HIPAA/HITECH , Standards, Regulations & Compliance

Hospital Fined $240K for Records-Snooping Breach by Guards

HHS Says 23 Security Guards at Washington Hospital Accessed PHI of 419 Patients
Hospital Fined $240K for Records-Snooping Breach by Guards
MultiCare Yakima Memorial Hospital has agreed to pay $240,000 to settle a HIPAA breach investigation involving record snooping. (Image: MultiCare)

Federal regulators have hit a Washington state-based hospital with a $240,000 HIPAA fine and correction action plan following a breach involving 23 hospital security guards who were employed by an outside firm and snooped into the electronic medical records of 419 patients.

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The settlement between the Department of Health and Human Services and MultiCare Yakima Valley Memorial Hospital involves a 2016-2017 episode that occurred while the facility was still known as Virginia Mason Memorial Hospital, prior to MultiCare's ownership of the facility.

"The incident involved a third-party security firm that accessed patients' records inappropriately. MultiCare was made aware of the HHS settlement during negotiations to bring Yakima Memorial into the MultiCare health system," a MultiCare spokesperson told Information Security Media Group.

"MultiCare Yakima Memorial Hospital no longer has any relationship with the third-party security firm," the spokesperson said.

When the incident was discovered in 2017, then-Virginia Mason Memorial hospital sent letters to 419 of its past emergency room patients, alerting them of the breach, which was discovered during a routine internal audit by the entity, according to local news outlet the Yakima Herald in an April 2017 account of the incident.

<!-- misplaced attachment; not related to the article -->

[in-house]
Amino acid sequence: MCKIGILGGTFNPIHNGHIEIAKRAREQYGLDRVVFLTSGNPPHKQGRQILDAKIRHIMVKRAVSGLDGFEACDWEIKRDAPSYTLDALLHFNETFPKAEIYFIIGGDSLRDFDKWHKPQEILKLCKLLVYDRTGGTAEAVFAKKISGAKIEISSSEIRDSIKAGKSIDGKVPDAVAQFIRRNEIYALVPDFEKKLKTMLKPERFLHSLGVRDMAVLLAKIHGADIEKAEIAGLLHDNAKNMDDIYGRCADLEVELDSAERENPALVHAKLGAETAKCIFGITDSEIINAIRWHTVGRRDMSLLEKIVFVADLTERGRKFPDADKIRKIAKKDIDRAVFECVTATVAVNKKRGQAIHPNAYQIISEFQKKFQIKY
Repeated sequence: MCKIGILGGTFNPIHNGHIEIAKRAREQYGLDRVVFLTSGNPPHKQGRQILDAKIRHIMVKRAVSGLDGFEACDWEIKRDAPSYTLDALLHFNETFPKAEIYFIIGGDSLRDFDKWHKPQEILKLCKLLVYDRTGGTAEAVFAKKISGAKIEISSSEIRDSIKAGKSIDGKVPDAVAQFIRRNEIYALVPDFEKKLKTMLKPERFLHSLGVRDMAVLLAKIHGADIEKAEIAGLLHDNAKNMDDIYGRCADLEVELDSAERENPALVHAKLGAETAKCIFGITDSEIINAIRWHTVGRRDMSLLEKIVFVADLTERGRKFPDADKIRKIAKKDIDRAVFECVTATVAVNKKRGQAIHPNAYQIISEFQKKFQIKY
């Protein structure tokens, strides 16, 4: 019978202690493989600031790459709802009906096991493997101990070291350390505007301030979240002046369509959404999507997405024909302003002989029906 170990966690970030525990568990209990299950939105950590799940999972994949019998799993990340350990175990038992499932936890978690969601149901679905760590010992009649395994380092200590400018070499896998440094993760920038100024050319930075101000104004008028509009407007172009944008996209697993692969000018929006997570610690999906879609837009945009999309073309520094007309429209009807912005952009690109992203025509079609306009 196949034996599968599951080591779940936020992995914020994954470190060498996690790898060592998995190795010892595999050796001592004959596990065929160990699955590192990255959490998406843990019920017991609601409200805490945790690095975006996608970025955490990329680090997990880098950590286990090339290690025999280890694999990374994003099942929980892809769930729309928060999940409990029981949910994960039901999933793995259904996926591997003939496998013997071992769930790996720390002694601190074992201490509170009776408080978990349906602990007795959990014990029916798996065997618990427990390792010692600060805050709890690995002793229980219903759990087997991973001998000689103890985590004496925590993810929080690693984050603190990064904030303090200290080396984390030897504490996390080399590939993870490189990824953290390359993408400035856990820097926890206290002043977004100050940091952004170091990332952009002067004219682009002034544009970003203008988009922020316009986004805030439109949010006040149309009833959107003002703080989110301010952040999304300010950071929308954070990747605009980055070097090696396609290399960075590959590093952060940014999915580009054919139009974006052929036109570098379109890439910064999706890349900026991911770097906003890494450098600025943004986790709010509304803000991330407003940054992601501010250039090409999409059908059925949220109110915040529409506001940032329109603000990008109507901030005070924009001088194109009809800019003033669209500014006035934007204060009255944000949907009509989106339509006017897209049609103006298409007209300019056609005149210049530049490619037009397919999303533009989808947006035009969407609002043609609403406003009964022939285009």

The hospital's audit revealed that between October 2016 to January 2017, employees had improperly accessed those patients' records. A 2017 investigation by the hospital into the incident did not find any of the compromised patient data leaked on the dark web, according to the Yakima Herald.

HHS OCR in a statement about the settlement on Thursday said it had launched an investigation into the hospital in May 2018 after receiving a breach notification report about the incident.

The breach report said 23 security guards working in the hospital's emergency department used their login credentials to access patient medical records maintained in the organization's electronic medical record system without a job-related reason.

The patient information accessed included names, birthdates, medical record numbers, addresses, certain notes related to treatment and insurance information.

“Data breaches caused by current and former workforce members impermissibly accessing patient records are a recurring issue across the healthcare industry," said OCR Director Melanie Fontes Rainer in a statement. "Healthcare organizations must ensure that workforce members can only access the patient information needed to do their jobs.”

Corrective Action Plan

Besides paying the financial settlement, MultiCare Yakima Valley Memorial agreed to implement a corrective action plan under the resolution agreement with HHS OCR.

That plan requires the hospital to conduct a thorough analysis to determine risks and vulnerabilities to electronic protected health information, develop and implement a risk management plan to address those weaknesses, enhance its HIPAA security training program, review all relationships with vendors and third-party service providers to identify HIPAA business associates, and obtain a business associate agreement with each, if one is not already in place.

MultiCare Yakima Valley Memorial declined ISMG's request for additional information about the breach.

The settlement between HHS OCR and Yakima is the fifth HIPAA enforcement action by the agency so far in 2023. The actions add up to nearly $1.9 million in HIPAA fine collections.


About the Author

Marianne Kolbasuk McGee

Marianne Kolbasuk McGee

Executive Editor, HealthcareInfoSecurity, ISMG

McGee is executive editor of Information Security Media Group's HealthcareInfoSecurity.com media site. She has about 30 years of IT journalism experience, with a focus on healthcare information technology issues for more than 15 years. Before joining ISMG in 2012, she was a reporter at InformationWeek magazine and news site and played a lead role in the launch of InformationWeek's healthcare IT media site.




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